Finance Ministry, central bank hold first consultation meeting
South Korea’s Finance Ministry and the central bank held their first meeting to share views on macroeconomic policy on Monday in Seoul, pledging to help coordinate government initiatives to tame inflation, though skepticism lingers about the motive behind the meeting.
“Inflation is a common issue confronting the whole world and it started from the supply side through such factors as oil price hikes and climate change, but now demand-side factors are also exerting pressure,” said Lim Jong-yong, vice finance minister who participated in the policy consultation meeting that is to be held monthly.
Lee Ju-yeol (left), senior deputy governor at the Bank of Korea, shakes hands with Lim Jong-yong, vice finance minister, at the first policy coordination meeting held at the Korea Federation of Banks in Seoul on Monday. (Kim Myung-sub/The Korea Herald)
Lee Ju-yeol, senior deputy governor at the Bank of Korea, who joined the meeting, stressed the need for such consultation among state agencies: “As demonstrated in the cases in other countries, the cooperation between the government and central bank is being strengthened in the wake of the global financial crisis.”
Lee said the first consultation meeting with top officials from the Finance Ministry is “very meaningful” at a time when inflation pressures are building up amid heightened concerns about economic uncertainty across the world.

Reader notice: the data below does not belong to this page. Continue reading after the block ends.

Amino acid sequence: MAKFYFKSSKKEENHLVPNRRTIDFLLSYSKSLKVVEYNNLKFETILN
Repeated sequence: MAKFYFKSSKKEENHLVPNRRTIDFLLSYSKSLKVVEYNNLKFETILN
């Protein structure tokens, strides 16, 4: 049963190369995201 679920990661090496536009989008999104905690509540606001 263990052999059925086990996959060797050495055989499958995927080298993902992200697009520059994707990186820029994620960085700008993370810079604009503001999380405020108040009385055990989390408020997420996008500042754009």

The first regular meeting between the two powerful state-run agencies comes as the nation faces rising prices. The central bank recently revised its 2011 consumer price forecast from 3.9 percent to 4.0 percent, with the inflation figures steadily going up in recent months.
Although the meeting is officially aimed at sharing information on economic trends and risk factors, market observers expressed concerns that the central bank is losing its status as an independent organization, particularly because of mounting pressure from the Finance Ministry.
“There is nothing wrong with the idea of setting up policy coordination meetings between the central bank and the finance ministry,” said an economist who asked not to be named.
“But this type of meeting does not help restore public confidence in the central bank’s independence considering that the vice finance minister already takes part in the BOK’s monthly rate-setting meeting,” he said.
The vice finance minister has been joining the Monetary Policy Committee as an observer since January last year, despite an outcry from the central bank’s labor union that such a move undermines the BOK’s independence in setting its monetary policy.
BOK Gov. Kim Choong-soo himself is seen as a close confidante of President Lee Myung-bak, as he had served as a presidential economic adviser in 2008.
The government is also yet to appoint a member for the missing position at the Monetary Policy Committee. The crucial seat at the seven-member committee went vacant last April, but there is no sign that the government is looking for a candidate for the post. The government’s refusal to fill the seat is interpreted as a move to weaken the central bank’s voice in setting the monetary policy.
The Finance Ministry earlier clarified its stance that its vice minister will continue to take part in the BOK’s policy-setting meeting in addition to the newly launched monthly consultation meeting between the top division chiefs at the two agencies.
By Yang Sung-jin (firstname.lastname@example.org